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Customer Reviews

Most Helpful Customer Reviews
115 of 118 people found the following review helpful
It was T S Eliot who described Wilkie Collins' "The Moonstone" as "the first, the longest, and the best of Modern English detective novels". Not everybody might agree with this, but all practitioners, readers, and fans of detective fiction will find much to admire and enjoy in this magnificent 1868 publication.
Although not exactly the first example of detection novels, it provides the archetypal sleuth, Sergeant Cuff, an astute though idiosyncratic detective who leads the chase to the solution of the mystery, easily surpassing the dim-witted local police authorities. It also explores the full potential of the whodunit formula.
Arguably, it is still the longest example of detective fiction. Unlike most other serialized novels of its era, this one is meticulously plotted. You'll find red herrings, suspense, the unexpected, climaxes that overwhelm or fizzle out, and a satisfying denouement. It is narrated largely by some of the principal characters. All are revealed in well-rounded perspective while carrying forward the story line. The most popular has always been Drusilla Clack, "that rampant spinster", a self-righteous tract-dispensing lady who likes to eavesdrop and to be judgmental.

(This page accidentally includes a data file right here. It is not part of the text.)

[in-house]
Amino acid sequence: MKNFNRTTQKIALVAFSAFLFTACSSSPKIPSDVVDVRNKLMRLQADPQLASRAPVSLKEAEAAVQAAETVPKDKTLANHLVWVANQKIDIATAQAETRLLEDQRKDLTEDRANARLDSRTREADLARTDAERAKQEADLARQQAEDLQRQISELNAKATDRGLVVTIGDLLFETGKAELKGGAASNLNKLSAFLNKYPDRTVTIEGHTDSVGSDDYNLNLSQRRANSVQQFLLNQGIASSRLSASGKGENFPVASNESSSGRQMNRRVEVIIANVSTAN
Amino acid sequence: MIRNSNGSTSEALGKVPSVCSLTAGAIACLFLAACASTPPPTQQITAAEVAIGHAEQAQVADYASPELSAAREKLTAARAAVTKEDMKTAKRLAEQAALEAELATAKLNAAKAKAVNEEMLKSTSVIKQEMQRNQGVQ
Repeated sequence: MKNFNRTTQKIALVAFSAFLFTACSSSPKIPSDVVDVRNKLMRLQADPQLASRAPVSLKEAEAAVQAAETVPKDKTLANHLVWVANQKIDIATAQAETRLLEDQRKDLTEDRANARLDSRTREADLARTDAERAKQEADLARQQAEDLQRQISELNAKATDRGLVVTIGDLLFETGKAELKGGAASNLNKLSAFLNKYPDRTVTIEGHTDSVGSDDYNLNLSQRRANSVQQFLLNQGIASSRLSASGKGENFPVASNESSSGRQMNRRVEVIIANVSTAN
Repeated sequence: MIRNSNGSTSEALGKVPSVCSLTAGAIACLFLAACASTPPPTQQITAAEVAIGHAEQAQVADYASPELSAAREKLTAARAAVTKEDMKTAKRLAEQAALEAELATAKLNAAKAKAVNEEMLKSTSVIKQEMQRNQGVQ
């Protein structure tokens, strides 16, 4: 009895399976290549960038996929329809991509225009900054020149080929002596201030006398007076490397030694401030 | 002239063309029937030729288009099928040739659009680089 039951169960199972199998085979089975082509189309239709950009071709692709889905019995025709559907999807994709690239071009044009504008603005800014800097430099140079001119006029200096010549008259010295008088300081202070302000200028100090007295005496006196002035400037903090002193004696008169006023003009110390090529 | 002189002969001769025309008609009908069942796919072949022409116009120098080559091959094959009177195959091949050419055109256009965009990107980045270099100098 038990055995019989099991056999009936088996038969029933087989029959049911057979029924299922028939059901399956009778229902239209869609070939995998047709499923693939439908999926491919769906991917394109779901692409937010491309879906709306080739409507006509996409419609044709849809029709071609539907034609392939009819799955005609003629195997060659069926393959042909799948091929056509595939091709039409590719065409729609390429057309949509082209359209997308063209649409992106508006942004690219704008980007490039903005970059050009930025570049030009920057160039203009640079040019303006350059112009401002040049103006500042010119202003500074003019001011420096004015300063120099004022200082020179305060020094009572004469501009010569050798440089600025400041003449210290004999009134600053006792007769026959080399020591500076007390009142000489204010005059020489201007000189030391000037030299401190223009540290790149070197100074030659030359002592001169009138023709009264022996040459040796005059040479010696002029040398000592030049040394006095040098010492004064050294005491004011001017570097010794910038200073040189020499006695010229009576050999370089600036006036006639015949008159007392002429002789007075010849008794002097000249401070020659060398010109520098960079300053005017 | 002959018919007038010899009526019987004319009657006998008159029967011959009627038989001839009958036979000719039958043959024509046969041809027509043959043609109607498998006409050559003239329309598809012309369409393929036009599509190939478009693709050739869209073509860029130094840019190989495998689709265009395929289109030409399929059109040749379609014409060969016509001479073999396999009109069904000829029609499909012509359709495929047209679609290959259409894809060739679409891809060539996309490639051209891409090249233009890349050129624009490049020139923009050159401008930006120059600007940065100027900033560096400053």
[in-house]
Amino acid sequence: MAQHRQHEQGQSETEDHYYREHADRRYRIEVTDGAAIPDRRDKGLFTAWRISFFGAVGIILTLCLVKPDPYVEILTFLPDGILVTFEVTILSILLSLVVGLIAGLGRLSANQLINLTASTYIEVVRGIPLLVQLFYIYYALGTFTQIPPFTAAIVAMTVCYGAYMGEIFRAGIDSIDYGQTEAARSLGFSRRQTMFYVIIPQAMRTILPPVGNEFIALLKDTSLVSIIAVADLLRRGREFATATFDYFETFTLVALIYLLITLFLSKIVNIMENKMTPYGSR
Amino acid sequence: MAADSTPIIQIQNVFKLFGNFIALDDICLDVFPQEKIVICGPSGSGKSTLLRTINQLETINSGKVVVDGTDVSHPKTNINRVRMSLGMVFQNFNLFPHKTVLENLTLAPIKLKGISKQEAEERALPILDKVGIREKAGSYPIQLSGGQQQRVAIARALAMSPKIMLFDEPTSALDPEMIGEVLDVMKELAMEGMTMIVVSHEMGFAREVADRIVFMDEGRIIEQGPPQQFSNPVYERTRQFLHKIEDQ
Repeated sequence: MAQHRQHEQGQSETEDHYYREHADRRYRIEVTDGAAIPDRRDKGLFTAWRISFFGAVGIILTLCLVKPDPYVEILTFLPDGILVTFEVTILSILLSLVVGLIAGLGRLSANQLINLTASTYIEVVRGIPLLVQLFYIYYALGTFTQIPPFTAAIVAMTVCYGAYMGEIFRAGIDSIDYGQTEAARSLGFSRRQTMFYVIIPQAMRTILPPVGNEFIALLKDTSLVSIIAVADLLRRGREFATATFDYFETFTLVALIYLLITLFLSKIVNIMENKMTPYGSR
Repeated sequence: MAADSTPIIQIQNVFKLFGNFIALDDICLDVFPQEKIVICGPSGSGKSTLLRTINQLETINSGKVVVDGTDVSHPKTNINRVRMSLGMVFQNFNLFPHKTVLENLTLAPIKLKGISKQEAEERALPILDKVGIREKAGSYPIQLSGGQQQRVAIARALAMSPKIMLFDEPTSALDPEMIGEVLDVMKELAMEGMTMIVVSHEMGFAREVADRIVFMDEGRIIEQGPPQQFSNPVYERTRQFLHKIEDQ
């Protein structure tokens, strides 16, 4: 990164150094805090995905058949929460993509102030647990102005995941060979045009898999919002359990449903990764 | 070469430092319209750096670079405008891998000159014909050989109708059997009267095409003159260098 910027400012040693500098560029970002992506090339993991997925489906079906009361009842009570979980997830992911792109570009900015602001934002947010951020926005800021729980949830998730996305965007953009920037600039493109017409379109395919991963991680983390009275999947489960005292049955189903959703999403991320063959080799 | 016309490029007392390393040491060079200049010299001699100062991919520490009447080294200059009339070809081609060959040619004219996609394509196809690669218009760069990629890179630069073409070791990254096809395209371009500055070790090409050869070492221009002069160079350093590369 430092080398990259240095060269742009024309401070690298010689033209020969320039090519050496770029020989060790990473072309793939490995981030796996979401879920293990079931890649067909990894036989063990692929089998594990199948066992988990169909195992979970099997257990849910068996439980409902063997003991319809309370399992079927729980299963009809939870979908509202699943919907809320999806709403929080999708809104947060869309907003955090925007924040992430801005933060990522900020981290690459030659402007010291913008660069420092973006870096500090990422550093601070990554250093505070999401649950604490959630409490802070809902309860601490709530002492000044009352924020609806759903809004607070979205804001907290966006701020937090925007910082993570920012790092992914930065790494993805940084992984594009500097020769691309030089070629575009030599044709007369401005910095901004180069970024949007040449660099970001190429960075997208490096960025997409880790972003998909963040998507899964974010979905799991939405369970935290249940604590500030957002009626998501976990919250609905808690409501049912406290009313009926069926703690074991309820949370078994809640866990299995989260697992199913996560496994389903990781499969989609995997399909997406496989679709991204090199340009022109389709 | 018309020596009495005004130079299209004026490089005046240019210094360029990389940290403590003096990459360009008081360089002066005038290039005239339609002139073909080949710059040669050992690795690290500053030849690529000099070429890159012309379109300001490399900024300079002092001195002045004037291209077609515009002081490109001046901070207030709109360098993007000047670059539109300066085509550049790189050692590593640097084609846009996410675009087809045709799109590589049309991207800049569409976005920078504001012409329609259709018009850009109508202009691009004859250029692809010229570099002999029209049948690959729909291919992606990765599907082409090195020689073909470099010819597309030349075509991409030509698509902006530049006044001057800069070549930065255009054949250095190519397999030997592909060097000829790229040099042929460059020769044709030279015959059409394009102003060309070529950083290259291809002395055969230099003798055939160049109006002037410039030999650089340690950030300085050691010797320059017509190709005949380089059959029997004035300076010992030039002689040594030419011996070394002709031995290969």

Is it the best? I would unhesitatingly award it the prize, while welcoming other internet browsers to name other contenders.
Wealthy internet browsers are recommended to download the unabridged audio reading of the book. It is a novel that reads well, and the full length reading available is a model of its kind. Naxos has produced an abridged version. It has the benefit of multiple readers, but most of the charm and all the atmosphere seems to disappear in the abridgment process. Book format will put you in touch with the original text and, provided you have the leisure and disposition for tackling a 20 hour read, will provide your imagination, your mind and your literary appetite with rich material.
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81 of 83 people found the following review helpful